This course is an introduction to issues that arise when pressures of globalization collide with principles of equitable treatment and environmental and social sustainability. Globalization has resulted in growth in developing countries and lower prices in richer countries, but the environmental, human rights, and social costs to developing countries can be high: factories, mining, large-scale agricultural production, the desire to develop scarce resources—minerals for laptops and cell phones, or land to produce beef, palm oil, or paper —may easily take priority over equitable treatment and sustainability. For example, we can eat chocolate made from cacao, grown on deforested plantations in West Africa and perhaps harvested by child slaves (who have never tasted chocolate): justice and sustainability here have little importance. Topics include the roles of the UN, other global political governance organizations, NGOs, and populist movements; pressure on international corporations regarding human rights, sustainable practices, transparency, and ethical supply chains; physical, economic, and social damage from climate change; corruption; xenophobia, gender, ethnic, class, religious, and racial discrimination; labor exploitation, slavery, and human trafficking; land ownership and poverty; globalization-created conflict zones; global justice/human rights principles; and relevant national, customary, and international norms and law. We also will look at programs and policies that respect rights and promote sustainability. This course will rely on case studies from port countries.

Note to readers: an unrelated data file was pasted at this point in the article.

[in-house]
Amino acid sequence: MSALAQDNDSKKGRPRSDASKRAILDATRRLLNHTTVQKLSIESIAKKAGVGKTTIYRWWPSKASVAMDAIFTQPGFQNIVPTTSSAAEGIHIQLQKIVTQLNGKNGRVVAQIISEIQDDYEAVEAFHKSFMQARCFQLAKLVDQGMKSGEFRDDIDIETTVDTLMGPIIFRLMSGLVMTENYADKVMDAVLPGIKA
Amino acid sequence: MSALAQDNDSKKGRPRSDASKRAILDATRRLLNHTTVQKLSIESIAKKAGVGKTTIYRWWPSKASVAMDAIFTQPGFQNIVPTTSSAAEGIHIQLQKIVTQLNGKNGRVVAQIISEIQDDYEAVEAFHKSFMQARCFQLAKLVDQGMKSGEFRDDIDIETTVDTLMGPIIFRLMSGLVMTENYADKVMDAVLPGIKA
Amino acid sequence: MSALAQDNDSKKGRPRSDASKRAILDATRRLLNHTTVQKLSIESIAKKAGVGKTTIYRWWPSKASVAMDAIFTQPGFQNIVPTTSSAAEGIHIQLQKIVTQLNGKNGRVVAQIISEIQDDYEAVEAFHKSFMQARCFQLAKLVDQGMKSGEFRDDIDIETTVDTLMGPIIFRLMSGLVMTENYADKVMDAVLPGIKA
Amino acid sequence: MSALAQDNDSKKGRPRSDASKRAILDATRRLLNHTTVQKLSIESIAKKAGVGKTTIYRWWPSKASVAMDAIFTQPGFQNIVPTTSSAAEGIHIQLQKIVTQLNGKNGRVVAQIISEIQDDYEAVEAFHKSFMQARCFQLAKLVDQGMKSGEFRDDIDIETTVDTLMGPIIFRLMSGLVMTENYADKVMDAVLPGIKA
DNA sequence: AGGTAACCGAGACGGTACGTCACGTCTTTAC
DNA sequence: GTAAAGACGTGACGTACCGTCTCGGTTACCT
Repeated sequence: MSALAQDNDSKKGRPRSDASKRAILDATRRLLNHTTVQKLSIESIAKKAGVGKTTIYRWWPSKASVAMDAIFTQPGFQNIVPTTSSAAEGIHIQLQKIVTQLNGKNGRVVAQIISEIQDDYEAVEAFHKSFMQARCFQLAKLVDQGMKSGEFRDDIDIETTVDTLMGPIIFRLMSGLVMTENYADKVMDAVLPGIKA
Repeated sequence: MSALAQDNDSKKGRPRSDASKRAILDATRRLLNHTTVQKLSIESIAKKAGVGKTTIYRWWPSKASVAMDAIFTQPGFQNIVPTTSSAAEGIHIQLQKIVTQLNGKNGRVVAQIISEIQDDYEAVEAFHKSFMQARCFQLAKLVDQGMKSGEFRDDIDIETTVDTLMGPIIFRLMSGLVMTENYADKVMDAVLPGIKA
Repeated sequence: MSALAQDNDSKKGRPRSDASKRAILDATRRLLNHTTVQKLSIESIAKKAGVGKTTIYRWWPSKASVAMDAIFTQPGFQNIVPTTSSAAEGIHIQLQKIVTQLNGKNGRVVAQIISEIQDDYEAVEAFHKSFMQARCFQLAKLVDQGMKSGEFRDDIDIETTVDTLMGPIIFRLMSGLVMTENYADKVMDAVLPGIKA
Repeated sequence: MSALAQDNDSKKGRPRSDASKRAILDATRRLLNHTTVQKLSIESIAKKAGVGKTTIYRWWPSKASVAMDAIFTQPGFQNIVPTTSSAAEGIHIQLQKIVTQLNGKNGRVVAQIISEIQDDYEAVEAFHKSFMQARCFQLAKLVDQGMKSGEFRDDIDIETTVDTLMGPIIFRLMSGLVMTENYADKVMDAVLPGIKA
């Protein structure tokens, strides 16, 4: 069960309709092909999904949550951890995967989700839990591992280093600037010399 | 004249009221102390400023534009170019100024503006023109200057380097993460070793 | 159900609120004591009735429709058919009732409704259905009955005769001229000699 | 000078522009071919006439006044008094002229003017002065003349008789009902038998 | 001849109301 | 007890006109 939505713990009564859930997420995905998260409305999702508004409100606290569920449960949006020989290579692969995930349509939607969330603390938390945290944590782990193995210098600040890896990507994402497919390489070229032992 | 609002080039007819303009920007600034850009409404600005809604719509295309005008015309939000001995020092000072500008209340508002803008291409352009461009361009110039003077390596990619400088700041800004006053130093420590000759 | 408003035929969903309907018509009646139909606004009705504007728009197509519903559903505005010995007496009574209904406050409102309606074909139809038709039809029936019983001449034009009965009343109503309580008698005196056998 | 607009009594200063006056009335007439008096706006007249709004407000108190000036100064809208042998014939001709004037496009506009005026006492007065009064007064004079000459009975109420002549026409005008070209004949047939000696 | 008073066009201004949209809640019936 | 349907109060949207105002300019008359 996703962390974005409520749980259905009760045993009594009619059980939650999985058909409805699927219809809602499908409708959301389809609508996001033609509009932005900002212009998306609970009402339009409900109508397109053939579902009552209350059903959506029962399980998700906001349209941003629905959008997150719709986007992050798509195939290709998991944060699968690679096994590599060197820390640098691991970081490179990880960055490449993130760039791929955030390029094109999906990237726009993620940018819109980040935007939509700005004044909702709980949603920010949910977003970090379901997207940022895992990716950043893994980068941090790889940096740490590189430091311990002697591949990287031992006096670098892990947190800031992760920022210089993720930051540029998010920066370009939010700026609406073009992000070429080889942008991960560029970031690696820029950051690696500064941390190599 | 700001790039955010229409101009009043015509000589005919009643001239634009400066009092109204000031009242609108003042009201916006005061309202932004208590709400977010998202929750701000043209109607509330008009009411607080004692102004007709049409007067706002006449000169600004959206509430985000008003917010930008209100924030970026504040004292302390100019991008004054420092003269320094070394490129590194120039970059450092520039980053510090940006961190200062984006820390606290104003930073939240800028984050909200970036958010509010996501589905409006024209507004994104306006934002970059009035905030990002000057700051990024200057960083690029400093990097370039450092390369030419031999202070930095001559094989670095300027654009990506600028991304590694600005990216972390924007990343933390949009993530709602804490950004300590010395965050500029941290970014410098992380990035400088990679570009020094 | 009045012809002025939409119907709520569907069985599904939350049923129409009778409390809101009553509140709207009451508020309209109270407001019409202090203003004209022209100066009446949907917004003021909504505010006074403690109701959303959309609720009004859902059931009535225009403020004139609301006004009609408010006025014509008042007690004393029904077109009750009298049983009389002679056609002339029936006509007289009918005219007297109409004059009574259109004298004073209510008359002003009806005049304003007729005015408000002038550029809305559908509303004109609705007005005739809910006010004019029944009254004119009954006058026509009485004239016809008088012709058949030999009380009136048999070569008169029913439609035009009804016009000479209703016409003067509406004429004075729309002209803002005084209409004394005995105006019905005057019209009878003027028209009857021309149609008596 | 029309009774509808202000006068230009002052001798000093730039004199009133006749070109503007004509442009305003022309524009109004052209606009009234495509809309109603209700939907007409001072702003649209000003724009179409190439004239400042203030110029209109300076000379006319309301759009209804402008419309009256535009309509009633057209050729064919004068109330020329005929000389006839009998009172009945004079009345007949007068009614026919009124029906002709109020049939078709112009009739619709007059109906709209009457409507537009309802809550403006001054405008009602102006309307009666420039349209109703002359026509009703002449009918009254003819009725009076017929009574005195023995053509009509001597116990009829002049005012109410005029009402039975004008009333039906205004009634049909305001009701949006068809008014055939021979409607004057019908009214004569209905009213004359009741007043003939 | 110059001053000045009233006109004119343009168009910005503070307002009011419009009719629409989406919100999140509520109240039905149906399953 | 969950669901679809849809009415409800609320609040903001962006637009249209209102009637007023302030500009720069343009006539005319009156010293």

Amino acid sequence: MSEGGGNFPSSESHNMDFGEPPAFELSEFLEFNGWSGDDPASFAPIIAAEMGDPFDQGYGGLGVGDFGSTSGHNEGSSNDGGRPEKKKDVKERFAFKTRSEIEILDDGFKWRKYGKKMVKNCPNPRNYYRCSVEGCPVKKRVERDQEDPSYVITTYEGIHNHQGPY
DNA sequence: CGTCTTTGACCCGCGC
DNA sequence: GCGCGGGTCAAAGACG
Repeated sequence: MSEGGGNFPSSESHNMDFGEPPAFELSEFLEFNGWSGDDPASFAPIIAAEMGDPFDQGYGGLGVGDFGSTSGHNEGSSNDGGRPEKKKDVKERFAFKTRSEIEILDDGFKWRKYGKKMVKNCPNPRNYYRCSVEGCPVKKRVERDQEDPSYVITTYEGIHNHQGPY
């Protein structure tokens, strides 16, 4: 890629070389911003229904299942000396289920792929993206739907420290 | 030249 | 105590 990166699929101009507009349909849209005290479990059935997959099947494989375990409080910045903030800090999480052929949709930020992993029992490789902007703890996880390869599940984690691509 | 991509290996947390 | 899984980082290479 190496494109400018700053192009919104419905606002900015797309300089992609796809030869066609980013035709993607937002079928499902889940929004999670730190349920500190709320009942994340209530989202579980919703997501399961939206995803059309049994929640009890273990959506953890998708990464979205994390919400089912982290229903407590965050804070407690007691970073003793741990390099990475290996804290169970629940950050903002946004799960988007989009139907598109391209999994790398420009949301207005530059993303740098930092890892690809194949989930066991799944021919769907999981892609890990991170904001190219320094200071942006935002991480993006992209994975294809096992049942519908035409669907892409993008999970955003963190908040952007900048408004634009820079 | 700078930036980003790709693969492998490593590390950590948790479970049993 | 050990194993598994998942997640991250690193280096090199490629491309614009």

Field WorkCountry: Vietnam
Date: February 13, 2019
The class will begin the day by visiting artisanal fish and shrimp farmers in the Mekong Delta. Artisanal fish farmers are local people who have created their own ponds to farm fish and shrimp and are not part of any company or government facility. We will learn about the globalization and sustainability issues associated with small scale aquaculture, which has turned into big business globally, due to the large number of fish farmers, who can make much more money farming fish and shrimp than growing rice. In the afternoon, we will talk with a local expert about sustainability issues; the boom-or-bust nature of these fish farming enterprises; the uninformed and excessive dumping of chemicals into these ponds and the impact on the environment and on fish and shrimp produced; clean certification possibilities; the government program to provide more stability, with less money, to these farmers; and the global need to produce certified safe fish and shrimp for protein through farmed fish, rather than wild-caught fish, which is no longer a sustainable option.
- Learn all the reasons these farmers decide to clear the land and create these farms: what are the advantages and disadvantages to farming fish, rather than farming rice? What is the impact of climate change and the consequent increase of extreme weather events on fish and shrimp farms?
- Learn what is required to create these farms, what diseases may affect the fish or shrimp, and what guidelines farmers follow to feed them and apply chemicals to protect these animals.
- Learn how farmers market their products and the steps in the international supply chain that bring these products to the consumer.
- Learn more about local and national economic development goals, sustainability, environmental degradation, and other impacts with regard to aquaculture